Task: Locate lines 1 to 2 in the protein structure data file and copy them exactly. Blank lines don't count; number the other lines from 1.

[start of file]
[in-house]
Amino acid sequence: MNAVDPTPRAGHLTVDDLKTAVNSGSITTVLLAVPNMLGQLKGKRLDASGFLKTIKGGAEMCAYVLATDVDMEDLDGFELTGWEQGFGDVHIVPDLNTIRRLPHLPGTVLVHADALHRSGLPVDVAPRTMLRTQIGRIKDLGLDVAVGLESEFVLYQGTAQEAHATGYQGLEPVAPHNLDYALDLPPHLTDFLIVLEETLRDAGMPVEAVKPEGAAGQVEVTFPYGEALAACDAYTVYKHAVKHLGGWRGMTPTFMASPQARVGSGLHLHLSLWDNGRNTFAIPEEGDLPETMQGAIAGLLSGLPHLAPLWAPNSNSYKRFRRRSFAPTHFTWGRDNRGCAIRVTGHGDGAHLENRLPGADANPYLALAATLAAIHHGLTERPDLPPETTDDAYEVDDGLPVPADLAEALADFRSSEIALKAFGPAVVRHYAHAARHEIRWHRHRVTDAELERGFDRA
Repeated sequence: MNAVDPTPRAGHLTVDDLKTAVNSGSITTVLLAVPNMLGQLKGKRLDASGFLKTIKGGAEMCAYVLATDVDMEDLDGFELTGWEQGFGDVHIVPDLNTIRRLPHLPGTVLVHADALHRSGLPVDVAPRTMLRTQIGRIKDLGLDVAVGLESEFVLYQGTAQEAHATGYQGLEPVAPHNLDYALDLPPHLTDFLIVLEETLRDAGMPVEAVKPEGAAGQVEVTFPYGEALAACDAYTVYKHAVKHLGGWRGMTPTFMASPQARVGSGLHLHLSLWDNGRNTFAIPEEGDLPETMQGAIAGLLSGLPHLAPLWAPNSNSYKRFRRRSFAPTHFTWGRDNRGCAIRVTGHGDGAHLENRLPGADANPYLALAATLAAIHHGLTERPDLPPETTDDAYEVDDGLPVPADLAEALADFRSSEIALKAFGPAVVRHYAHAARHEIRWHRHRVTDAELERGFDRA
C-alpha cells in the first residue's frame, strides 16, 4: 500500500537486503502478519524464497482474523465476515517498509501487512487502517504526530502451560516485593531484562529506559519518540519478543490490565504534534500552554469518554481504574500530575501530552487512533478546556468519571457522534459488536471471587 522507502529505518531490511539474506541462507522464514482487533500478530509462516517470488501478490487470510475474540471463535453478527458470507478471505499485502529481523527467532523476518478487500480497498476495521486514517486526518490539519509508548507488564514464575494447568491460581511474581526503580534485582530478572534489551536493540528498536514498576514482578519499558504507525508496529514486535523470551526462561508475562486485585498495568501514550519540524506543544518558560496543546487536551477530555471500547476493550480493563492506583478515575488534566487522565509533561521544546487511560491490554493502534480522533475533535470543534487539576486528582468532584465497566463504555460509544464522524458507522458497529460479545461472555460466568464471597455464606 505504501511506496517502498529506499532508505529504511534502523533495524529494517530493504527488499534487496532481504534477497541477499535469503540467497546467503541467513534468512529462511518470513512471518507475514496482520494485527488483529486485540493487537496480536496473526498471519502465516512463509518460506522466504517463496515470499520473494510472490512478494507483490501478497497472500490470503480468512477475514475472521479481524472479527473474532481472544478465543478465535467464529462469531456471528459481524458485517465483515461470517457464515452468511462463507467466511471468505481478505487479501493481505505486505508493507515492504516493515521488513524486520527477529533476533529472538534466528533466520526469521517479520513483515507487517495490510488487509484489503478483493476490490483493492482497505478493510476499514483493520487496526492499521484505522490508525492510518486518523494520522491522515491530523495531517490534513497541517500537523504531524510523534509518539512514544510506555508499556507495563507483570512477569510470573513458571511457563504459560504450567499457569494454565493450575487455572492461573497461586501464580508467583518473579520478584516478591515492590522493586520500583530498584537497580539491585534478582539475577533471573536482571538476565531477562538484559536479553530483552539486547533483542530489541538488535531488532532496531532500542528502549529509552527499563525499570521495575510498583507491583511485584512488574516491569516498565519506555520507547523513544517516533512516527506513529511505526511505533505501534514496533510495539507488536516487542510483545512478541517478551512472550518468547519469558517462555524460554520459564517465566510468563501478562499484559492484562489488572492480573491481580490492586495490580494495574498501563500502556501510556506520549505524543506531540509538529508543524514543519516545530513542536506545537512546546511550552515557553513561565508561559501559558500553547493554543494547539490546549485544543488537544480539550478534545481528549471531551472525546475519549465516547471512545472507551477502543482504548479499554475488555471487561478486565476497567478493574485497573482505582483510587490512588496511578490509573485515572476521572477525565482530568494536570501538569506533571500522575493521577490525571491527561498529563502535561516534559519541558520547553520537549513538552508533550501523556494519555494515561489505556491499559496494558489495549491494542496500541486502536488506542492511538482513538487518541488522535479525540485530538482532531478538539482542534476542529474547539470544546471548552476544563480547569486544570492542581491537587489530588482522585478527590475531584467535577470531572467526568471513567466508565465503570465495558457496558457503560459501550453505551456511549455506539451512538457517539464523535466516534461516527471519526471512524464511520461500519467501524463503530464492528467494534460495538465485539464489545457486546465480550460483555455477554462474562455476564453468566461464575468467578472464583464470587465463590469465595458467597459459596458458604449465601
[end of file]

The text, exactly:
[in-house]
Amino acid sequence: MNAVDPTPRAGHLTVDDLKTAVNSGSITTVLLAVPNMLGQLKGKRLDASGFLKTIKGGAEMCAYVLATDVDMEDLDGFELTGWEQGFGDVHIVPDLNTIRRLPHLPGTVLVHADALHRSGLPVDVAPRTMLRTQIGRIKDLGLDVAVGLESEFVLYQGTAQEAHATGYQGLEPVAPHNLDYALDLPPHLTDFLIVLEETLRDAGMPVEAVKPEGAAGQVEVTFPYGEALAACDAYTVYKHAVKHLGGWRGMTPTFMASPQARVGSGLHLHLSLWDNGRNTFAIPEEGDLPETMQGAIAGLLSGLPHLAPLWAPNSNSYKRFRRRSFAPTHFTWGRDNRGCAIRVTGHGDGAHLENRLPGADANPYLALAATLAAIHHGLTERPDLPPETTDDAYEVDDGLPVPADLAEALADFRSSEIALKAFGPAVVRHYAHAARHEIRWHRHRVTDAELERGFDRA